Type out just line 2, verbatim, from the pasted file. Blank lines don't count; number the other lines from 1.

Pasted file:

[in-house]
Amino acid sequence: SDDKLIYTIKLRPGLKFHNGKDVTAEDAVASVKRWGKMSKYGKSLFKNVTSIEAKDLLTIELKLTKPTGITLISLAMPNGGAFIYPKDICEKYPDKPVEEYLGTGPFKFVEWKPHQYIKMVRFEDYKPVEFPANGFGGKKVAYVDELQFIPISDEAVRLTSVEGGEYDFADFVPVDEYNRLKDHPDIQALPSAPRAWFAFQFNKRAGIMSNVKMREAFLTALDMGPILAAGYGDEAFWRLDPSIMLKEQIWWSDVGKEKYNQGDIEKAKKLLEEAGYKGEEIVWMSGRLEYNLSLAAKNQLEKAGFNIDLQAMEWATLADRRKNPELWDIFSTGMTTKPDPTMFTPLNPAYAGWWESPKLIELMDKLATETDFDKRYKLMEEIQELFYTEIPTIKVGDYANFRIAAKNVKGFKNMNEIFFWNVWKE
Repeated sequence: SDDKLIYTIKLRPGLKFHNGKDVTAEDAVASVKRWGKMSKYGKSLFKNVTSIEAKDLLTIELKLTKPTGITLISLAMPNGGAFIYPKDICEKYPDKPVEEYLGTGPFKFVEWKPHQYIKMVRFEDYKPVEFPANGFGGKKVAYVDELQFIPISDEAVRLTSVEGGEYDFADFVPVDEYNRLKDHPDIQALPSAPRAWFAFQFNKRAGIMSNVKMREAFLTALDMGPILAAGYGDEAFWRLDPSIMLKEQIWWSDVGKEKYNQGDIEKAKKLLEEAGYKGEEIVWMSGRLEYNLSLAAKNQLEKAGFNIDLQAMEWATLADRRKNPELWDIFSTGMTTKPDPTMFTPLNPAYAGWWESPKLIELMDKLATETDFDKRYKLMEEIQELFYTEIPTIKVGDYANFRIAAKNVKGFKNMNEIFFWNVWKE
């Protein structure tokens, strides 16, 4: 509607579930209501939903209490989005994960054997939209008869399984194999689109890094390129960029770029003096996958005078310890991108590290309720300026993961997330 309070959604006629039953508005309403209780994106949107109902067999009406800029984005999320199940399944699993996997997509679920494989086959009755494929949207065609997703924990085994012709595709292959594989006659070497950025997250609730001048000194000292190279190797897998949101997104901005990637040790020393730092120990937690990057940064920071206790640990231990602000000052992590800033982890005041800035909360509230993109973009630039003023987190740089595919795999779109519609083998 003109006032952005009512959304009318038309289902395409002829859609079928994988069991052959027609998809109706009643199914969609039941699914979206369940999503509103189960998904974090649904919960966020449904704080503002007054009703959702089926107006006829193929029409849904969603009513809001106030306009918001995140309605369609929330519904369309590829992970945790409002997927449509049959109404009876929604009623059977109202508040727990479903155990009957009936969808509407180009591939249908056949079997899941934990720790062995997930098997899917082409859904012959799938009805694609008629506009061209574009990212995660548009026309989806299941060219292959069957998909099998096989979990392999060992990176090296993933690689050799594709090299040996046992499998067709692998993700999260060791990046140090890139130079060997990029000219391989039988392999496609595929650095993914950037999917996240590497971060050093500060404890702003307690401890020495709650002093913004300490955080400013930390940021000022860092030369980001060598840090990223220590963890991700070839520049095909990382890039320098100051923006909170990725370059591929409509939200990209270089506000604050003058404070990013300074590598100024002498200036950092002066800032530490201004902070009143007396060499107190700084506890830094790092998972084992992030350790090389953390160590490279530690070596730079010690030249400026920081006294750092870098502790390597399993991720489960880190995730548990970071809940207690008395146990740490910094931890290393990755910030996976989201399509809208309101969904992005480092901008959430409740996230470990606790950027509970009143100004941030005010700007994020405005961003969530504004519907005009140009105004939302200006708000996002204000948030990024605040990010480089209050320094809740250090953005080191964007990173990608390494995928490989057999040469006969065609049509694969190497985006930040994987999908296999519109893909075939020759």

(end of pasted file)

Amino acid sequence: SDDKLIYTIKLRPGLKFHNGKDVTAEDAVASVKRWGKMSKYGKSLFKNVTSIEAKDLLTIELKLTKPTGITLISLAMPNGGAFIYPKDICEKYPDKPVEEYLGTGPFKFVEWKPHQYIKMVRFEDYKPVEFPANGFGGKKVAYVDELQFIPISDEAVRLTSVEGGEYDFADFVPVDEYNRLKDHPDIQALPSAPRAWFAFQFNKRAGIMSNVKMREAFLTALDMGPILAAGYGDEAFWRLDPSIMLKEQIWWSDVGKEKYNQGDIEKAKKLLEEAGYKGEEIVWMSGRLEYNLSLAAKNQLEKAGFNIDLQAMEWATLADRRKNPELWDIFSTGMTTKPDPTMFTPLNPAYAGWWESPKLIELMDKLATETDFDKRYKLMEEIQELFYTEIPTIKVGDYANFRIAAKNVKGFKNMNEIFFWNVWKE